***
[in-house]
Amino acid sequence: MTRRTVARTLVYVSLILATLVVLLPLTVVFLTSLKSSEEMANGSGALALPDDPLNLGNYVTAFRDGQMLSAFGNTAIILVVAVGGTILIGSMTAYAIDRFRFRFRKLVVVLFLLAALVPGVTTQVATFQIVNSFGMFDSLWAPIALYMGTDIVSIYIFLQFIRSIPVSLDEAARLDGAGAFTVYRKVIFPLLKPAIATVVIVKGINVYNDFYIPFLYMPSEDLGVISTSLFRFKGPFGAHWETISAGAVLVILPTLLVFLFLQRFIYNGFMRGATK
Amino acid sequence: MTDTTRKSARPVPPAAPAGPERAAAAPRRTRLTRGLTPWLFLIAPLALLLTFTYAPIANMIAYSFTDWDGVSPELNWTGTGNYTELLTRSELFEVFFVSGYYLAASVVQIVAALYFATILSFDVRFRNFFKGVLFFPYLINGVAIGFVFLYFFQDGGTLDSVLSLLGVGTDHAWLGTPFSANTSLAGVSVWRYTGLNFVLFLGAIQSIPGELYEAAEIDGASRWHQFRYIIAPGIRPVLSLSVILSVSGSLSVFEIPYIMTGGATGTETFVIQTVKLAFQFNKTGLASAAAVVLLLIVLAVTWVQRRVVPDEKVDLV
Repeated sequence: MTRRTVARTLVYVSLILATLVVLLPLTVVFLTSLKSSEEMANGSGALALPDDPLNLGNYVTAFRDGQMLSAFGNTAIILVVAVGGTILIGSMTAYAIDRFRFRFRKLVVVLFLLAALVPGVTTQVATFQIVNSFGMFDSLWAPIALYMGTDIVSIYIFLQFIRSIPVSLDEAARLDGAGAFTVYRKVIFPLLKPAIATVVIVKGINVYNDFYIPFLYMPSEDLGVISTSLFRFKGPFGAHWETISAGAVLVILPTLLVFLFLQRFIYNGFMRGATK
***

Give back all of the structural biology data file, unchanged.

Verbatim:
[in-house]
Amino acid sequence: MTRRTVARTLVYVSLILATLVVLLPLTVVFLTSLKSSEEMANGSGALALPDDPLNLGNYVTAFRDGQMLSAFGNTAIILVVAVGGTILIGSMTAYAIDRFRFRFRKLVVVLFLLAALVPGVTTQVATFQIVNSFGMFDSLWAPIALYMGTDIVSIYIFLQFIRSIPVSLDEAARLDGAGAFTVYRKVIFPLLKPAIATVVIVKGINVYNDFYIPFLYMPSEDLGVISTSLFRFKGPFGAHWETISAGAVLVILPTLLVFLFLQRFIYNGFMRGATK
Amino acid sequence: MTDTTRKSARPVPPAAPAGPERAAAAPRRTRLTRGLTPWLFLIAPLALLLTFTYAPIANMIAYSFTDWDGVSPELNWTGTGNYTELLTRSELFEVFFVSGYYLAASVVQIVAALYFATILSFDVRFRNFFKGVLFFPYLINGVAIGFVFLYFFQDGGTLDSVLSLLGVGTDHAWLGTPFSANTSLAGVSVWRYTGLNFVLFLGAIQSIPGELYEAAEIDGASRWHQFRYIIAPGIRPVLSLSVILSVSGSLSVFEIPYIMTGGATGTETFVIQTVKLAFQFNKTGLASAAAVVLLLIVLAVTWVQRRVVPDEKVDLV
Repeated sequence: MTRRTVARTLVYVSLILATLVVLLPLTVVFLTSLKSSEEMANGSGALALPDDPLNLGNYVTAFRDGQMLSAFGNTAIILVVAVGGTILIGSMTAYAIDRFRFRFRKLVVVLFLLAALVPGVTTQVATFQIVNSFGMFDSLWAPIALYMGTDIVSIYIFLQFIRSIPVSLDEAARLDGAGAFTVYRKVIFPLLKPAIATVVIVKGINVYNDFYIPFLYMPSEDLGVISTSLFRFKGPFGAHWETISAGAVLVILPTLLVFLFLQRFIYNGFMRGATK